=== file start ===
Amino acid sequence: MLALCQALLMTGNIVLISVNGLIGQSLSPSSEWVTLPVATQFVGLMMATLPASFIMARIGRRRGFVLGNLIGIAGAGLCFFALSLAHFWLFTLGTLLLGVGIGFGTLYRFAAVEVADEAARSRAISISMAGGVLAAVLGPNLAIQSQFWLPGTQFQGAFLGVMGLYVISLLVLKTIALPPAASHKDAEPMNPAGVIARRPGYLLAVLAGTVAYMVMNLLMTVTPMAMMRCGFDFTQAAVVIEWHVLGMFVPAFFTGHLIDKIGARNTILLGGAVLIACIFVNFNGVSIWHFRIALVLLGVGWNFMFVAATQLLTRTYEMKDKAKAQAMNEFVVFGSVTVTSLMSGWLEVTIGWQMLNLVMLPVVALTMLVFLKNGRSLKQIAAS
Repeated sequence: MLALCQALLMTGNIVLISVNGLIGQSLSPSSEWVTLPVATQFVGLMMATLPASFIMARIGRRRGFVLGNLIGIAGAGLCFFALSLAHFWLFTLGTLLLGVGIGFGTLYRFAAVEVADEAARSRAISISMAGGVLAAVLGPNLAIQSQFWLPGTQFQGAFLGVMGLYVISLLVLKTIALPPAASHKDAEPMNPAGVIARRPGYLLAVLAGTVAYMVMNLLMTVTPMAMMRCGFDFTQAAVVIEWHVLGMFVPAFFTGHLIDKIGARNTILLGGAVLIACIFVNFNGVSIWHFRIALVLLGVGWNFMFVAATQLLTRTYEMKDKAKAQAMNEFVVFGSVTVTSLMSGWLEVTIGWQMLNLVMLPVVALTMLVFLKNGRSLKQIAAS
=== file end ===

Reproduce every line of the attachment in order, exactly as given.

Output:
Amino acid sequence: MLALCQALLMTGNIVLISVNGLIGQSLSPSSEWVTLPVATQFVGLMMATLPASFIMARIGRRRGFVLGNLIGIAGAGLCFFALSLAHFWLFTLGTLLLGVGIGFGTLYRFAAVEVADEAARSRAISISMAGGVLAAVLGPNLAIQSQFWLPGTQFQGAFLGVMGLYVISLLVLKTIALPPAASHKDAEPMNPAGVIARRPGYLLAVLAGTVAYMVMNLLMTVTPMAMMRCGFDFTQAAVVIEWHVLGMFVPAFFTGHLIDKIGARNTILLGGAVLIACIFVNFNGVSIWHFRIALVLLGVGWNFMFVAATQLLTRTYEMKDKAKAQAMNEFVVFGSVTVTSLMSGWLEVTIGWQMLNLVMLPVVALTMLVFLKNGRSLKQIAAS
Repeated sequence: MLALCQALLMTGNIVLISVNGLIGQSLSPSSEWVTLPVATQFVGLMMATLPASFIMARIGRRRGFVLGNLIGIAGAGLCFFALSLAHFWLFTLGTLLLGVGIGFGTLYRFAAVEVADEAARSRAISISMAGGVLAAVLGPNLAIQSQFWLPGTQFQGAFLGVMGLYVISLLVLKTIALPPAASHKDAEPMNPAGVIARRPGYLLAVLAGTVAYMVMNLLMTVTPMAMMRCGFDFTQAAVVIEWHVLGMFVPAFFTGHLIDKIGARNTILLGGAVLIACIFVNFNGVSIWHFRIALVLLGVGWNFMFVAATQLLTRTYEMKDKAKAQAMNEFVVFGSVTVTSLMSGWLEVTIGWQMLNLVMLPVVALTMLVFLKNGRSLKQIAAS